Friday, June 27, 2014

Mother Seth

My great great Grandmother, Versanoy Smith Rowell has it on her grave marker, "Mother Seth," I'm not sure what it means. Her father's name was Seth and she named her son, my great Grandfather Seth.

I can't find any records that list her name as Seth, other than the grave marker.

Versanoy Smith was born in June 1836 in Thomas County, Georgia to Seth Dykes and Eleanor Ann Adams Smith. She married Joseph Ruell Rowell on January 9, 1851 in Jefferson County Florida.

She filed for a Civil War Widow's Pension after her husband died so there are several documents with her signature, always shown as Versanoy.

A coincidence is that my gg grandfather on the other side of the family, James Henderson Hogan was the Chairman of the Taylor County Commissioners in 1900 and signed an affidavit supporting her pension application.This was five years before his grandson Millard Fillmore Green married her granddaughter Ila Rowell.

When the State didn't process the application as quickly as she thought reasonable, she sent several letters to Florida Attorney General David Lang, a former Confederate Army General.

She also had the County Judge and County Court Clerk write letters on her behalf. I am sure she would have gone to see the General in person if needed. Her tenacity to do whatever necessary, prompting the government to action, definitely got passed down to later generations in her family.

Versanoy died sometime between 1910 and 1920 in Shady Grove, Taylor County Florida. She was buried in the Fellowship Primitive Baptist Church Cemetery.

There weren't written records of deaths kept at this time in most parts of rural Florida so there is no certificate to explain why her name is Mother Seth on the marker.
I've never found an old bible for the Rowell family but maybe one will turn up one day and explain the name.

Saturday, June 21, 2014

Looking for Bill Ireland

Doing family history research usually means looking for traces of an ancestor's life in old records, census, land, wills, etc. In this case I have been looking for someone and I really didn't know who he was.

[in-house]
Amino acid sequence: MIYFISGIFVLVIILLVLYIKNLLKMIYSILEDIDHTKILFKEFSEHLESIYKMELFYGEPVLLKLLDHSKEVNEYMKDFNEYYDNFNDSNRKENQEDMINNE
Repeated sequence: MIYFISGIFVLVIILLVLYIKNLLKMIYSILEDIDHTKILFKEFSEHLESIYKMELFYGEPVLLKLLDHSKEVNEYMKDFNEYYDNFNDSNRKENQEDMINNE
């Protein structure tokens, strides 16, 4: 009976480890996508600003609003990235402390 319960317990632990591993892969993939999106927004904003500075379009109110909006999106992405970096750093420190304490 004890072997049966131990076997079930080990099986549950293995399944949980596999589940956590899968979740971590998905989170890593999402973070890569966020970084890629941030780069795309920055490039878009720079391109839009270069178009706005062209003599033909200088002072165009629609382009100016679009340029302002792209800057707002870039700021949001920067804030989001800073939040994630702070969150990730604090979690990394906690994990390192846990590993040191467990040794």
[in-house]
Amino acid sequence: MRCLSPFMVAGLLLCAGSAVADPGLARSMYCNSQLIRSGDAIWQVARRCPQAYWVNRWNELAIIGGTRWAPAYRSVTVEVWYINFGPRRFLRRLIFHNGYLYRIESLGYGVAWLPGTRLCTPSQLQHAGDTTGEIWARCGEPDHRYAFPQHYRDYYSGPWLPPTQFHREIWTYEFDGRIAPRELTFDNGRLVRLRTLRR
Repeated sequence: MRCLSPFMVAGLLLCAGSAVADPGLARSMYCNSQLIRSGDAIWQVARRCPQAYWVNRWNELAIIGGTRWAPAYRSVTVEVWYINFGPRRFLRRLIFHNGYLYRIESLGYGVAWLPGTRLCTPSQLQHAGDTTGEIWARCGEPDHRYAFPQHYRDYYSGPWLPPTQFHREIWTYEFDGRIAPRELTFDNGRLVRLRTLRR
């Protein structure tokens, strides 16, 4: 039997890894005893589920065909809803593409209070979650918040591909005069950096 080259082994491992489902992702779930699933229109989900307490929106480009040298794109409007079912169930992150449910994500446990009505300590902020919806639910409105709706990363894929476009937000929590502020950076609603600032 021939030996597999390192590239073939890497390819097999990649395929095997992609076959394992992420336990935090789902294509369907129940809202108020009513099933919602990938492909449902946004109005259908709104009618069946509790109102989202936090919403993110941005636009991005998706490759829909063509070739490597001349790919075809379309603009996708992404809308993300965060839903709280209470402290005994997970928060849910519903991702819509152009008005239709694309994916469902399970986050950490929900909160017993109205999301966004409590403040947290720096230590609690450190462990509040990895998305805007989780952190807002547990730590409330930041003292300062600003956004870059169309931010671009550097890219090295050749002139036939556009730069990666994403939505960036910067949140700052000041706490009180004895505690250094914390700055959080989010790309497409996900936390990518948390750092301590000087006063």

I mentioned Bill Ireland in another story, about the net camp my Grandpa Tink Fulford had near his house. Tink let several fishermen live in it when they needed a place.

Bill Ireland
Bill Ireland was one of them, but has been a mystery as to where he came from, where he went and how he ended up befriended by Tink.

He was old enough to be Tink's father and maybe he was originally a friend of Tink's father and that is why Tink looked out for him.

My research uncovered a distant family connection. He was the fist cousin of the wife of the first cousin several times removed of Tink's mother Sallie Adams Fulford. I doubt that either Sallie or Tink knew of this at the time. He was from the same area of North Carolina as Tink's parents and had been fishing in Cortez since Tink was an infant, so maybe that familiarity had made Tink want to look out for him.

Twice over about 15 years Tink took off on road trips to find Ireland when he needed help and either move him back to Cortez or set him up fishing somewhere else where.

When you consider that Tink rarely drove a car or truck the stories of him taking off to look for Bill Ireland intrigued me. I can remember only one time being in a car with my grandpa driving. He always let his wife Edith drive. On that occasion we were going to St. Petersburg to visit relatives. He got behind the wheel and I was sitting shotgun. When grandma got out to the car she said under her breath "well I never" but got in the back seat without a fuss. She did have to point out the push buttons on the dash for the Dodge's transmission before he could back out of the driveway.

William Dill Ireland was born February 2, 1872 on Portsmouth Island in Carteret County, North Carolina to John Elze and Nancy Jane Simmons Ireland. He died while a patient at the State Hospital in Arcadia, Florida on July 15, 1957.

The first record I found of him in Florida was on the 1910 Census when he was living in Cortez, Florida. He was listed as single and living with several other single fishermen in one of the buildings on the waterfront that were used to store fish nets and provide shelter for single men. The buildings were called net camps but the cotton nets were usually kept outside on wooden frame structures called net spreads, to let them dry out. They didn't keep the nets inside for long or rats would make a home in them and tear them up.
Death Certificate

In 1918 Ireland registered for the WWI draft while in Cortez and listed his closest relative as his brother, David S. Ireland of Gum Neck, Terrell County, NC. He was in Cortez on the 1920 Census but moved away in 1933. He got into a confrontation with Major Hall, another single fisherman who lived in a net camp, over a woman. Ireland shot his rifle towards Hall's net camp. No one was hurt and no charges were filed but Ireland decided to leave.